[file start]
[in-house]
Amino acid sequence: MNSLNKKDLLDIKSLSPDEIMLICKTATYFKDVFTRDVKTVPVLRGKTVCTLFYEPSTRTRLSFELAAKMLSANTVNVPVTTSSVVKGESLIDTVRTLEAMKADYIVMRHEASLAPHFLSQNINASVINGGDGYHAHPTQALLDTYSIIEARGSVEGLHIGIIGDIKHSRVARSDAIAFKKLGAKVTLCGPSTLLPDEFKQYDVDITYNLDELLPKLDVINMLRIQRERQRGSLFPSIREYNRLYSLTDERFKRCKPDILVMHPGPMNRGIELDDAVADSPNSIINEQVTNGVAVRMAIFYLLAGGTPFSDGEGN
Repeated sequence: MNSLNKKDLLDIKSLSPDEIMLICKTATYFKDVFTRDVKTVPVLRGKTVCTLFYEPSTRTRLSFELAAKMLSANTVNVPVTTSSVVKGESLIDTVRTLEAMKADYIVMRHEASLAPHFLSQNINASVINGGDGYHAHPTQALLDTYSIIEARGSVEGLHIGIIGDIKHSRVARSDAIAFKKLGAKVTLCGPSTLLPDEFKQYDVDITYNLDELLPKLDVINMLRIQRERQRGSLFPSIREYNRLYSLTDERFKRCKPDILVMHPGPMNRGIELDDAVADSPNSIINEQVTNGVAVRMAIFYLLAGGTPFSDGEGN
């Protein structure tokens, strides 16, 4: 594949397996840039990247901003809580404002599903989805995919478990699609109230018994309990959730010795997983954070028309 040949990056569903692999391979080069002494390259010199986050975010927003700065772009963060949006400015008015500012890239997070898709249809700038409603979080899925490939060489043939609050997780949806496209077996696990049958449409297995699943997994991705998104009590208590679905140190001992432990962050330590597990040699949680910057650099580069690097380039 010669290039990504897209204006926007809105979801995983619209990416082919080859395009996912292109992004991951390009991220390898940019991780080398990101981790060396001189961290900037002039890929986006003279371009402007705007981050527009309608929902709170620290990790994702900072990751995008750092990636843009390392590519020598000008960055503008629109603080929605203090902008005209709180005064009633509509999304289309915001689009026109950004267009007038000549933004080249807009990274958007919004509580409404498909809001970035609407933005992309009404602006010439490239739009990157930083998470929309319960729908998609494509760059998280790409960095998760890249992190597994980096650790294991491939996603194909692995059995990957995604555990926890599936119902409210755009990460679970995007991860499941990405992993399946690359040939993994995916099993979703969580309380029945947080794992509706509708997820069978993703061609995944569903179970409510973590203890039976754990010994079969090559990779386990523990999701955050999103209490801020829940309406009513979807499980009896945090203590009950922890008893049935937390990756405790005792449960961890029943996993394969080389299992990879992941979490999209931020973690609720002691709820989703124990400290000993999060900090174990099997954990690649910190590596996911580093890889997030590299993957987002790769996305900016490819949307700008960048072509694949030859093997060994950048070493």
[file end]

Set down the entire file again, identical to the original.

[in-house]
Amino acid sequence: MNSLNKKDLLDIKSLSPDEIMLICKTATYFKDVFTRDVKTVPVLRGKTVCTLFYEPSTRTRLSFELAAKMLSANTVNVPVTTSSVVKGESLIDTVRTLEAMKADYIVMRHEASLAPHFLSQNINASVINGGDGYHAHPTQALLDTYSIIEARGSVEGLHIGIIGDIKHSRVARSDAIAFKKLGAKVTLCGPSTLLPDEFKQYDVDITYNLDELLPKLDVINMLRIQRERQRGSLFPSIREYNRLYSLTDERFKRCKPDILVMHPGPMNRGIELDDAVADSPNSIINEQVTNGVAVRMAIFYLLAGGTPFSDGEGN
Repeated sequence: MNSLNKKDLLDIKSLSPDEIMLICKTATYFKDVFTRDVKTVPVLRGKTVCTLFYEPSTRTRLSFELAAKMLSANTVNVPVTTSSVVKGESLIDTVRTLEAMKADYIVMRHEASLAPHFLSQNINASVINGGDGYHAHPTQALLDTYSIIEARGSVEGLHIGIIGDIKHSRVARSDAIAFKKLGAKVTLCGPSTLLPDEFKQYDVDITYNLDELLPKLDVINMLRIQRERQRGSLFPSIREYNRLYSLTDERFKRCKPDILVMHPGPMNRGIELDDAVADSPNSIINEQVTNGVAVRMAIFYLLAGGTPFSDGEGN
């Protein structure tokens, strides 16, 4: 594949397996840039990247901003809580404002599903989805995919478990699609109230018994309990959730010795997983954070028309 040949990056569903692999391979080069002494390259010199986050975010927003700065772009963060949006400015008015500012890239997070898709249809700038409603979080899925490939060489043939609050997780949806496209077996696990049958449409297995699943997994991705998104009590208590679905140190001992432990962050330590597990040699949680910057650099580069690097380039 010669290039990504897209204006926007809105979801995983619209990416082919080859395009996912292109992004991951390009991220390898940019991780080398990101981790060396001189961290900037002039890929986006003279371009402007705007981050527009309608929902709170620290990790994702900072990751995008750092990636843009390392590519020598000008960055503008629109603080929605203090902008005209709180005064009633509509999304289309915001689009026109950004267009007038000549933004080249807009990274958007919004509580409404498909809001970035609407933005992309009404602006010439490239739009990157930083998470929309319960729908998609494509760059998280790409960095998760890249992190597994980096650790294991491939996603194909692995059995990957995604555990926890599936119902409210755009990460679970995007991860499941990405992993399946690359040939993994995916099993979703969580309380029945947080794992509706509708997820069978993703061609995944569903179970409510973590203890039976754990010994079969090559990779386990523990999701955050999103209490801020829940309406009513979807499980009896945090203590009950922890008893049935937390990756405790005792449960961890029943996993394969080389299992990879992941979490999209931020973690609720002691709820989703124990400290000993999060900090174990099997954990690649910190590596996911580093890889997030590299993957987002790769996305900016490819949307700008960048072509694949030859093997060994950048070493």